John's Reviews > Machine Man

Machine Man by Max Barry
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Oct 25, 14

did not like it
bookshelves: science-fiction, mediocre-science-fiction

Cyborgs are one of the most recognizable tropes of science fiction, enshrined in the public imagination in films like "Robocop" and in television series like the "Six Million Dollar Man". Any diehard Trekkie or Whovian may speak eloquently about Borg drones and metallic Cybermen; deadly foes, respectively, of Star Trek's Starfleet flagship USS Enterprise and the Time Lord Doctor Who. It is no wonder then that Max Barry has offered his own contribution, a fast-paced Cyborg love story, "Machine Man". But his is a trite contribution best suited for the cinematic multiplex big screen, reading more like an extended Hollywood screen treatment than as an artistically decent science fiction novel (Not surprisingly, the book boasts that a screen adaptation is underway with Darren Aronofsky ("Black Swan") chosen as its film director; cinematic trivia which will no doubt warm the heart of Harry Knowles of Aintitcool.com.). It is a fast-paced, rather grotesque, take on the mad scientist/inventor trope, with its protagonist Charles Neumann as a representative example of a self-indulgent narcissist all too willing to "improve" his body by destroying limbs and replacing them with artificial ones of his own design. He soon finds a kindred spirit in prosthetist Lola Shanks, who, like Charles, is a cyborg too; neither one is as intriguing as legendary characters like Molly and Case in William Gibson's "Neuromancer", whose very character flaws are the key reasons why they are so compelling as protagonists. Barry opts all too often for morbid humor instead of character development, resulting in a tale best suited as a short skit on "Saturday Night Live" or "Monty Python". If there is anything truly redeeming in Barry's novel, then it should be seen as a sterling example of a science fiction novel written by someone unfamiliar with this genre's rich literary legacy, a missed opportunity in writing a genuine literary classic of a kind comparable to William Gibson, Neal Stephenson, Bruce Sterling or Michael Swanwick's greatest works.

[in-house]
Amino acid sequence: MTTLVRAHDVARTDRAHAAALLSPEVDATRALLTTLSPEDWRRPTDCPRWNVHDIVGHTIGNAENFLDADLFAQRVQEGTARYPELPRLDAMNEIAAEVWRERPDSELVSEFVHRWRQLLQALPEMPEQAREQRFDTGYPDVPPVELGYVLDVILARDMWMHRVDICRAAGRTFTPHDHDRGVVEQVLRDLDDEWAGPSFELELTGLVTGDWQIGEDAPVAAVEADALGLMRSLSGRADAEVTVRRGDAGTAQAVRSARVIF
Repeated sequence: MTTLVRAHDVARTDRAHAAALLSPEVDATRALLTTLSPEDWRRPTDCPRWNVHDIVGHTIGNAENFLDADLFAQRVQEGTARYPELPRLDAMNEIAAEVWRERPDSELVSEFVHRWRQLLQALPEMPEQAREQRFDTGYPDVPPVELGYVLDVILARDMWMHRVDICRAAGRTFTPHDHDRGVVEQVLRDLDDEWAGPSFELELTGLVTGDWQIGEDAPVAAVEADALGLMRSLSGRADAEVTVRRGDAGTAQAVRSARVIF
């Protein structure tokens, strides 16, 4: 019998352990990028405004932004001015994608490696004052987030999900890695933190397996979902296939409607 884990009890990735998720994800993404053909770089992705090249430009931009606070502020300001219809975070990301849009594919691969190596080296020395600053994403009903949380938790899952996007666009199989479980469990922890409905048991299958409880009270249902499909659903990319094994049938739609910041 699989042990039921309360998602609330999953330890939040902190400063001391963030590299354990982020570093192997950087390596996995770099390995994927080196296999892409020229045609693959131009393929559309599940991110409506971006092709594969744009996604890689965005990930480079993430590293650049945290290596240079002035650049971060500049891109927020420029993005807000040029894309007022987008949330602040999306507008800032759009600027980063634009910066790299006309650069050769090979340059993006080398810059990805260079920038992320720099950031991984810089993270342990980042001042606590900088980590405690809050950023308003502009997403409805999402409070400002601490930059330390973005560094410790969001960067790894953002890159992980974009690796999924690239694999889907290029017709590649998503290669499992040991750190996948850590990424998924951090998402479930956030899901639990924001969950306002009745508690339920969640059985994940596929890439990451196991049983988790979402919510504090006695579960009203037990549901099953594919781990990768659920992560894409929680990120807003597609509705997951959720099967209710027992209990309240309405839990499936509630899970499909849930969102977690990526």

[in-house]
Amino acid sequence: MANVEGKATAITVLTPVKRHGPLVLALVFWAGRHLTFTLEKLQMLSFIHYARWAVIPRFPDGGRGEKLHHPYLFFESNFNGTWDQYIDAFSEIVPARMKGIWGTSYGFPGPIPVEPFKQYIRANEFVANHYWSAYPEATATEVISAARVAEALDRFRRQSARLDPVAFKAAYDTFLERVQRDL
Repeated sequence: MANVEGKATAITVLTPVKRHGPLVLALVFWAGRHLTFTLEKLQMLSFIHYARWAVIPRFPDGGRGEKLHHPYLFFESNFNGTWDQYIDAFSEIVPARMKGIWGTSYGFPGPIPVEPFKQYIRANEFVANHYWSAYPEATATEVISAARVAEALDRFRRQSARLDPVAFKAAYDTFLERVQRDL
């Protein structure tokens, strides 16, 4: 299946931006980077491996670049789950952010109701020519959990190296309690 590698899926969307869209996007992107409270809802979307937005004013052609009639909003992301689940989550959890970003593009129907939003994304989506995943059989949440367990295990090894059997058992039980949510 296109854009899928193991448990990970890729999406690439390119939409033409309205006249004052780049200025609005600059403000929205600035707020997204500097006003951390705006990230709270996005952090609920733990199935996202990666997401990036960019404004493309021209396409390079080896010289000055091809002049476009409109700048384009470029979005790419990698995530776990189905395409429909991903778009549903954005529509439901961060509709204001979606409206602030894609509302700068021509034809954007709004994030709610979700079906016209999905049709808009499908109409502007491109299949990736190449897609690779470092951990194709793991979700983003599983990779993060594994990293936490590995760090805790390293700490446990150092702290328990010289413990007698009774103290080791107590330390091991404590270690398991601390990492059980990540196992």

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Martin Brochhaus Very well put! Exactly how I felt about the book!


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